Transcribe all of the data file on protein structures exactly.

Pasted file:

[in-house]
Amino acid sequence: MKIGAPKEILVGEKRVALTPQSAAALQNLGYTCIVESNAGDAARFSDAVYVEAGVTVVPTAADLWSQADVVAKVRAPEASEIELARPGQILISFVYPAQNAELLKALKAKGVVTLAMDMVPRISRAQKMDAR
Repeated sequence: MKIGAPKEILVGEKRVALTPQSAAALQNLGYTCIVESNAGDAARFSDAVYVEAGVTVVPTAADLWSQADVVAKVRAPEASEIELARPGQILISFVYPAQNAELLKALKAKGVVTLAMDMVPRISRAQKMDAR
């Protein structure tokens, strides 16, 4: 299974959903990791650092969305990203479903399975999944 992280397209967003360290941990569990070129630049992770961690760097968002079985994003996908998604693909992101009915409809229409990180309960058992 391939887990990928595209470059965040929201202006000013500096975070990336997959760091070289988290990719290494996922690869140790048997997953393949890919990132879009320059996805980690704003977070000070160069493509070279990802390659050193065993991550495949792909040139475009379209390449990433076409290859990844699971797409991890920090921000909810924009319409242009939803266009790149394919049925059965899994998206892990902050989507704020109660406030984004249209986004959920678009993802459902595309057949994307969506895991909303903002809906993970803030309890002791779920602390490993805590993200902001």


[in-house]
Amino acid sequence: MKIGAPKEILVGEKRVALTPQSAAALQNLGYTCIVESNAGDAARFSDAVYVEAGVTVVPTAADLWSQADVVAKVRAPEASEIELARPGQILISFVYPAQNAELLKALKAKGVVTLAMDMVPRISRAQKMDAR
Repeated sequence: MKIGAPKEILVGEKRVALTPQSAAALQNLGYTCIVESNAGDAARFSDAVYVEAGVTVVPTAADLWSQADVVAKVRAPEASEIELARPGQILISFVYPAQNAELLKALKAKGVVTLAMDMVPRISRAQKMDAR
């Protein structure tokens, strides 16, 4: 299974959903990791650092969305990203479903399975999944 992280397209967003360290941990569990070129630049992770961690760097968002079985994003996908998604693909992101009915409809229409990180309960058992 391939887990990928595209470059965040929201202006000013500096975070990336997959760091070289988290990719290494996922690869140790048997997953393949890919990132879009320059996805980690704003977070000070160069493509070279990802390659050193065993991550495949792909040139475009379209390449990433076409290859990844699971797409991890920090921000909810924009319409242009939803266009790149394919049925059965899994998206892990902050989507704020109660406030984004249209986004959920678009993802459902595309057949994307969506895991909303903002809906993970803030309890002791779920602390490993805590993200902001």